'Loki' Finale Writer Confirms That Final Shot is a Reference to Exactly What You Think It Is

The season finale of Loki made waves across pop culture and the Marvel Cinematic Universe. Not only did the episode open up a whole new sector of the MCU with unlimited possibilities, but the end of the episode confirmed that a second season was on the way. In fact, that ending seemed to take a cue from a iconic film, and series producer and finale writer Eric Martin has confirmed that to be the case.

Major spoilers for the Loki finale follow.

Loki Finale Ending

In the final moments of Loki, after the God of Mischief (Tom Hiddleston) takes a moment to work through the heartbreak he’s just experienced at the hands of Sylvie (Sophia Di Martino), he’s filled with new resolve to help the Time Variance Authority prepare for the impending multiversal war that will be waged by the variants of He Who Remains (Jonathan Majors), AKA Kang the Conqueror. But there’s a problem.

When Loki walks up to Mobius (Owen Wilson) and Hunter B-15 (Wunmi Mosaku) to warn them of the forthcoming threat to the entire universe, they appear to be confused and panicked about what’s going on. But that’s not just because they’re worried about the news that Loki has given them. It’s because they don’t know who Loki is, meaning Sylvie has (accidentally or purposely?) dropped him into an alternate timeline with a version of the TVA that has never worked with Loki.

Yep, It’s the Planet of the Apes Ending

When Loki realizes that Mobius and D-15 have no idea who he is, he looks out into the atrium of the TVA to see a statue of He Who Remains in place of the Time Keepers. But this statue is one that looks more like the classic comic version of Marvel villain Kang the Conqueror (sans the helmet).

In our round-up of Easter eggs, we assumed this final shot of the Loki finale was a reference to Planet of the Apes, and writer/producer Eric Martin has confirmed that’s exactly what they intended, along with a little Twilight Zone influence as well. Martin said:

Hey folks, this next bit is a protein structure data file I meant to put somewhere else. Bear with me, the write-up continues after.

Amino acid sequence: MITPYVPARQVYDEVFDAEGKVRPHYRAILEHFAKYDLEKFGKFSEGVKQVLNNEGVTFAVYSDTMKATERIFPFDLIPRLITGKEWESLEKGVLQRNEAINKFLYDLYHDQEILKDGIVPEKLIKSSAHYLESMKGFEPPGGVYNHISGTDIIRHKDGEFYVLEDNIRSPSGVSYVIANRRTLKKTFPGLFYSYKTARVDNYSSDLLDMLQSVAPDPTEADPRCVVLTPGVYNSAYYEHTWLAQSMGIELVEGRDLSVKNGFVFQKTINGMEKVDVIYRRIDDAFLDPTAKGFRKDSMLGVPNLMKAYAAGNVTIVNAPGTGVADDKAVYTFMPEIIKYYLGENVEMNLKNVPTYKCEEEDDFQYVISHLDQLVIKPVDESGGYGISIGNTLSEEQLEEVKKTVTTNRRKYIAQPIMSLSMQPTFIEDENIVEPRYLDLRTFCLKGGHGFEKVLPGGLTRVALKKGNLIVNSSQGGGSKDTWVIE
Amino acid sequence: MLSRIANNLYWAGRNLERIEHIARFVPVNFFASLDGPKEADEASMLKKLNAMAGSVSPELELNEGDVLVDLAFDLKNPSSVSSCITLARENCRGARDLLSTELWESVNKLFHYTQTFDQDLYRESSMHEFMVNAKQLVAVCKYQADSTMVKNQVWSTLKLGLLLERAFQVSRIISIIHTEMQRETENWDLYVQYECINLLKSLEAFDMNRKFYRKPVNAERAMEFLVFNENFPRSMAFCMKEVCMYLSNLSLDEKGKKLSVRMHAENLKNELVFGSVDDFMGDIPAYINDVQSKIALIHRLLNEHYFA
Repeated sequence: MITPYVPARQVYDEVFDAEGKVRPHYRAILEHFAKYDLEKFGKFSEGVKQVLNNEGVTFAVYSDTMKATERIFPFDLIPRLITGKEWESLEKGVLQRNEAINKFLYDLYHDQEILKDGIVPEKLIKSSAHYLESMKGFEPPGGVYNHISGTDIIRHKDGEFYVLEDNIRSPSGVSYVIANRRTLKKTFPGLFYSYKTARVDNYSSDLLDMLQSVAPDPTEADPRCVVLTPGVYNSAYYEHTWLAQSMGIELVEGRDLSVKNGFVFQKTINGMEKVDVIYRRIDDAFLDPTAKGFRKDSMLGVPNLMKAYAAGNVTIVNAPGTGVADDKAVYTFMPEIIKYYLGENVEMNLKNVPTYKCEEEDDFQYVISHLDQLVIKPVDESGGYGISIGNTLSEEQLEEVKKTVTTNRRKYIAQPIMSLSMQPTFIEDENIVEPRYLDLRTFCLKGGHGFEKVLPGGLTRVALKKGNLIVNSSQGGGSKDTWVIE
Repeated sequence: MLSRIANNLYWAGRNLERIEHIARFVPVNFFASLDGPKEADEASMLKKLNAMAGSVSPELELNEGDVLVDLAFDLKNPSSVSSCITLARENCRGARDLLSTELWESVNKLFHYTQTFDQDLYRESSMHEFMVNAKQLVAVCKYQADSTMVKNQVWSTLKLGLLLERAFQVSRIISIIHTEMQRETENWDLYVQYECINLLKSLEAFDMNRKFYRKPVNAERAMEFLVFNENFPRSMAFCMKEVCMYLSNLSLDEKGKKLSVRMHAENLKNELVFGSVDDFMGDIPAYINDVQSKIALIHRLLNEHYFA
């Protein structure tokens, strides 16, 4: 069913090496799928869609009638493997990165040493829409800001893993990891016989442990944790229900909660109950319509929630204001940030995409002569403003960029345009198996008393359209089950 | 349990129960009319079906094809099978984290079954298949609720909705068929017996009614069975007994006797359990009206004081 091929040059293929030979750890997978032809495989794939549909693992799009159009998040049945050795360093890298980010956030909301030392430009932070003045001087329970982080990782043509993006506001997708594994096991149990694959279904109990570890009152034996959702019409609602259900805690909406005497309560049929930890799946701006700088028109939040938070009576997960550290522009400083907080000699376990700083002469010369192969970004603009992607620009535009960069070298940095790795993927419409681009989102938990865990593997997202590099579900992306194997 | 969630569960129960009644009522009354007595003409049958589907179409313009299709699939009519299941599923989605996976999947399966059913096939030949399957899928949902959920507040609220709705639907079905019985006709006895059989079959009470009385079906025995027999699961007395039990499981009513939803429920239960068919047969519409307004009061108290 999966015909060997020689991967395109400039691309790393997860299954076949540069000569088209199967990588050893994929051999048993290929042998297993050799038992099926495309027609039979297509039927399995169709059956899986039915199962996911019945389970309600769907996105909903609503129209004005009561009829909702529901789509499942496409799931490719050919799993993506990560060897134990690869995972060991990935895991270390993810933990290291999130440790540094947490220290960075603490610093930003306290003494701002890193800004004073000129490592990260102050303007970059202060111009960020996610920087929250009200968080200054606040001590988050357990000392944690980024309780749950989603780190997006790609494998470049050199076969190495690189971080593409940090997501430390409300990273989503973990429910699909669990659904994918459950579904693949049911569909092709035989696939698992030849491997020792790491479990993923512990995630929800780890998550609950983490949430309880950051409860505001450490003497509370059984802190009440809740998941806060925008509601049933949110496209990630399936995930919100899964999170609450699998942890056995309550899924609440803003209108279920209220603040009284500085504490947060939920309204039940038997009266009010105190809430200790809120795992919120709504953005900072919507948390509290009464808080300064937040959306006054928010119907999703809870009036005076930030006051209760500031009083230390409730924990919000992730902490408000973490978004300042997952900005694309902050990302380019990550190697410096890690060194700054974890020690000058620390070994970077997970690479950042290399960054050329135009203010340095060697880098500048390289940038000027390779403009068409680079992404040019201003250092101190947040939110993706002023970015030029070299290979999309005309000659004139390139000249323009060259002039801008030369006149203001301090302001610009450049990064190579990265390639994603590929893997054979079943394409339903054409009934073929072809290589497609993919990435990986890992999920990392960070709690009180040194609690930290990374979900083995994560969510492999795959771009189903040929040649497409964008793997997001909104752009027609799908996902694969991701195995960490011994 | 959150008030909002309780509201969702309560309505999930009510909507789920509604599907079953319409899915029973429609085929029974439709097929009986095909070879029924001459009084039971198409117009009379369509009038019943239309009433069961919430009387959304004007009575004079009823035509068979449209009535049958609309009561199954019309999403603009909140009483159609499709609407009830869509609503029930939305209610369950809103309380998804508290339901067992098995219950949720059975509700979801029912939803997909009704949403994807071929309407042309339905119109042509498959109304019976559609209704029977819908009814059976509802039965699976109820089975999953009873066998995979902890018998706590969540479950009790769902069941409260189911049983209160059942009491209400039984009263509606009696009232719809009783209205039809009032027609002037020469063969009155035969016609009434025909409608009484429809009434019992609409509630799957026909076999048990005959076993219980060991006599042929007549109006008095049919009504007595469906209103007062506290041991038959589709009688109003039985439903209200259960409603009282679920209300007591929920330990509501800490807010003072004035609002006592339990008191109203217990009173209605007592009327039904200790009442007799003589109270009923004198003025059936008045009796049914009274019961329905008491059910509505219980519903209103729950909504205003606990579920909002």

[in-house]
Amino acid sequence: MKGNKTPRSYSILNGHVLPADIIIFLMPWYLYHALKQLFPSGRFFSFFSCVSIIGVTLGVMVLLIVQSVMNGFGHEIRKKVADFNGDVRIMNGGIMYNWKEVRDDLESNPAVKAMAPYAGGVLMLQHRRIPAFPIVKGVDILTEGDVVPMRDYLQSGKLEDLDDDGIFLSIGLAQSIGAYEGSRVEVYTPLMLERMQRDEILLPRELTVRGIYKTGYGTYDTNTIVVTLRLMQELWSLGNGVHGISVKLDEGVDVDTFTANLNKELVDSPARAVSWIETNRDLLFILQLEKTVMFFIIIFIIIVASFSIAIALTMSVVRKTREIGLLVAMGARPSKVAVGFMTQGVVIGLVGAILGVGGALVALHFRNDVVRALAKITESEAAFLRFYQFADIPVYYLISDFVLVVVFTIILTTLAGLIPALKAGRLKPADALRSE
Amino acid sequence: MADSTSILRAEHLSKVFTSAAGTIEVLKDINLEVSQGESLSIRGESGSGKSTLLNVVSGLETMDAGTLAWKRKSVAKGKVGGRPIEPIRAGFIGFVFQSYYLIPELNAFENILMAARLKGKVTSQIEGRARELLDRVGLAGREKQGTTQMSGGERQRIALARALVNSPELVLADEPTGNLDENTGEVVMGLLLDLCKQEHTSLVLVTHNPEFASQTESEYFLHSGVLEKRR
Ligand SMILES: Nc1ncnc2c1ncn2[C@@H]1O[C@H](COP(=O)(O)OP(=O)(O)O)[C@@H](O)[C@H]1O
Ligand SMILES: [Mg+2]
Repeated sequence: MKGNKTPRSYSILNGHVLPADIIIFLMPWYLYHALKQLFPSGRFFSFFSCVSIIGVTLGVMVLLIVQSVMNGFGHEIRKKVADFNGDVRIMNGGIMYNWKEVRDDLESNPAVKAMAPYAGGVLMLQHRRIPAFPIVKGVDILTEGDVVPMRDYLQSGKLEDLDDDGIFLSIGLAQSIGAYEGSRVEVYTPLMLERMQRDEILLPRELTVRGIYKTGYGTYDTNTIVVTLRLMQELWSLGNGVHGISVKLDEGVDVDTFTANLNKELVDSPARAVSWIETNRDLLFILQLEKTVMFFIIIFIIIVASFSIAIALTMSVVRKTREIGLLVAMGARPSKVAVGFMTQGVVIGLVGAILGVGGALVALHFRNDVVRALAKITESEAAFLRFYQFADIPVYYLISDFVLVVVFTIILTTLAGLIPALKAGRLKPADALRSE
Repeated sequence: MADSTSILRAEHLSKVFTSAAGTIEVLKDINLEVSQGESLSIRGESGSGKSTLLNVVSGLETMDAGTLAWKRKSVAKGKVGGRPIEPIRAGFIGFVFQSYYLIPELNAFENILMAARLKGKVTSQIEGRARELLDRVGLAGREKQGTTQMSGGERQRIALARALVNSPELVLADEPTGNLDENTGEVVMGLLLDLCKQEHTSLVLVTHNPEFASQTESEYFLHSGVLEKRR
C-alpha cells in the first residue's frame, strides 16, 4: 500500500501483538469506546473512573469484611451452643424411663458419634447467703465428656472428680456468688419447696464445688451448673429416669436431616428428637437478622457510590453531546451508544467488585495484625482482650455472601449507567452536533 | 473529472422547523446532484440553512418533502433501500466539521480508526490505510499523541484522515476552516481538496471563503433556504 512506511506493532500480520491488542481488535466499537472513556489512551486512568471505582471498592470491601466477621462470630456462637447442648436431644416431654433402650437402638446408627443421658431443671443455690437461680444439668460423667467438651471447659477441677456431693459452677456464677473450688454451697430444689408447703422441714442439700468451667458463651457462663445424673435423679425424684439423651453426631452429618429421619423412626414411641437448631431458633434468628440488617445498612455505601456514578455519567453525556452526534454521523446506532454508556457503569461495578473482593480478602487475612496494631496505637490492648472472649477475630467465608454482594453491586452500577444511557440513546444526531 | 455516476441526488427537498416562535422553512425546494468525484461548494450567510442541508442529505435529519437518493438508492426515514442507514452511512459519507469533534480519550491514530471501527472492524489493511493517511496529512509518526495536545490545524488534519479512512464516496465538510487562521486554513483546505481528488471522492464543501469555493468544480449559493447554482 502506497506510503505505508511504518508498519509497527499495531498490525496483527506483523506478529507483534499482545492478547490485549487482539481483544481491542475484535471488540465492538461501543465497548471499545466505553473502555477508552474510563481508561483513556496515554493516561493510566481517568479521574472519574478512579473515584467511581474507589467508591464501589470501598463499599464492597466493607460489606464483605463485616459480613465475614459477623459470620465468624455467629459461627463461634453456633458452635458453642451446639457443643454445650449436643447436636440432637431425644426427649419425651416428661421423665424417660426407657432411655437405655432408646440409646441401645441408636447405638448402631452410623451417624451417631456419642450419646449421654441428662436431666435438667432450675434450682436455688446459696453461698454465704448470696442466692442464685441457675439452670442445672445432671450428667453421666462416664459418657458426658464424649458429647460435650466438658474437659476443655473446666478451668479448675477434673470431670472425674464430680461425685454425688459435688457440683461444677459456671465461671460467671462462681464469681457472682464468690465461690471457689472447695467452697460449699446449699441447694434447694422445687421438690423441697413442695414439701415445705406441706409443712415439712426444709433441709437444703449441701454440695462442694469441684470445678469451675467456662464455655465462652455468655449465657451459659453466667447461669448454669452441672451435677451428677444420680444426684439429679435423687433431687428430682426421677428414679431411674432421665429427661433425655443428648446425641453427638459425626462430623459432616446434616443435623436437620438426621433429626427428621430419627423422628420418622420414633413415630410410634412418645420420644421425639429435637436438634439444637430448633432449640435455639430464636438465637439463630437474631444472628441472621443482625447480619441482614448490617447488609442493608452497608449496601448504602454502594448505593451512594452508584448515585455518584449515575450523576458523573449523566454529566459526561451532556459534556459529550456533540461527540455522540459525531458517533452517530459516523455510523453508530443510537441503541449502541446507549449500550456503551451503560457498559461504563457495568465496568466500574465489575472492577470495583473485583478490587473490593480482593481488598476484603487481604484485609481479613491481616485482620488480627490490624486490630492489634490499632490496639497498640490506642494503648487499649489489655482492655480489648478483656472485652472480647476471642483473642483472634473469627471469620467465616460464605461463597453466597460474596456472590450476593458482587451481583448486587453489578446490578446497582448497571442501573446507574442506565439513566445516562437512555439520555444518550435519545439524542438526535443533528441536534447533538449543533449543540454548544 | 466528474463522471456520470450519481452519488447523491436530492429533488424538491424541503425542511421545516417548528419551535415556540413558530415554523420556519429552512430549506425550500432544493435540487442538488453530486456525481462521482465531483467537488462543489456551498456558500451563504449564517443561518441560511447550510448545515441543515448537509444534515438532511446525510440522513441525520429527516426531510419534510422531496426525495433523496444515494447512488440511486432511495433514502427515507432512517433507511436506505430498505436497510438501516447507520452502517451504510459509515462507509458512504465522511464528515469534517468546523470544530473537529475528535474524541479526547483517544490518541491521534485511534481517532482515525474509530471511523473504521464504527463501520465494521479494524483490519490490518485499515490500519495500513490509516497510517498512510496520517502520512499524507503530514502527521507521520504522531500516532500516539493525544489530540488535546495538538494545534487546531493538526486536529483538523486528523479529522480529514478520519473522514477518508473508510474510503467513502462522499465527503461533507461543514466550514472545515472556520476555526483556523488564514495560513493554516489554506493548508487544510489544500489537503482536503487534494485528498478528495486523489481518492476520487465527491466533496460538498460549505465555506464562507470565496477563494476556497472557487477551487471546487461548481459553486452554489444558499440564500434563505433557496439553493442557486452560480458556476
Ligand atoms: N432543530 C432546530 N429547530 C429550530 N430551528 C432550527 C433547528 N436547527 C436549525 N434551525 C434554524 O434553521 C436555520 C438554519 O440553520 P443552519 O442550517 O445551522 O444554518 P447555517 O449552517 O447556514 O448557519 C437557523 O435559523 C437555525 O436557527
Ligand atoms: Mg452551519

I love old sci-fi. This ending comes straight from those first Twilight Zones and the original Planet of the Apes. Michael Waldron and I wrote A LOT of different versions of the ending. But when this one came out, it just felt right.”

In the classic ending of Planet of the Apes (watch above), Charlton Heston’s character sees half of a rundown Statue of Liberty on the beach and realizes that he’s not on a different planet that’s inhabited by intelligent apes, but rather a conquered version of Earth in the future. Loki‘s ending also has a lot in common with Tim Burton’s Planet of the Apes remake, which ends with Mark Wahlberg stumbling upon an ape version of the Lincoln Memorial in Washington DC, but the less we talk about that movie the better.

The Matrix Reloaded

If you watched the Loki finale and also felt like there were some similarities to one of the climactic scenes in The Matrix Reloaded, you’re not alone. We’re talking about how the confrontation between He Who Remains, Loki and Sylvie feels like the scene where Neo meets The Architect and has a load of exposition dumped on him. Martin said:

The biggest risk was having this entire epic lead to a single conversation. But we just didn’t want to do the expected big battle at the end. And, again, our whole show is about conversations, so it felt like it was in the DNA.”

Even though this scene feels a bit like The Matrix Reloaded, Martin said they tried to avoid echoing that scene as much as possible:

“The obvious concern was that this would all just become the Architect conversation in Matriculates Reloaded. As such, our project took the code name: A warning not to repeat what was done before us.”

Martin is referring to the fact that the working title for Loki during production was “Architect.” Many big blockbuster projects will take on a codename during production so if the set is spotted by an average citizen walking by, they’d have no idea what “Architect” was and wouldn’t stick around to bother the crew and snap spy photos.

Though the Loki finale does feature tons of exposition and the similarities to The Matrix Reloaded are still there, it’s not quite as dense as the conversation Neo has with The Architect. It’s also a lot more fun thanks to Jonathan Majors energetic performance as a ruler who seems right on the edge of insanity.

The entire first season of Loki is streaming on Disney+ right now.

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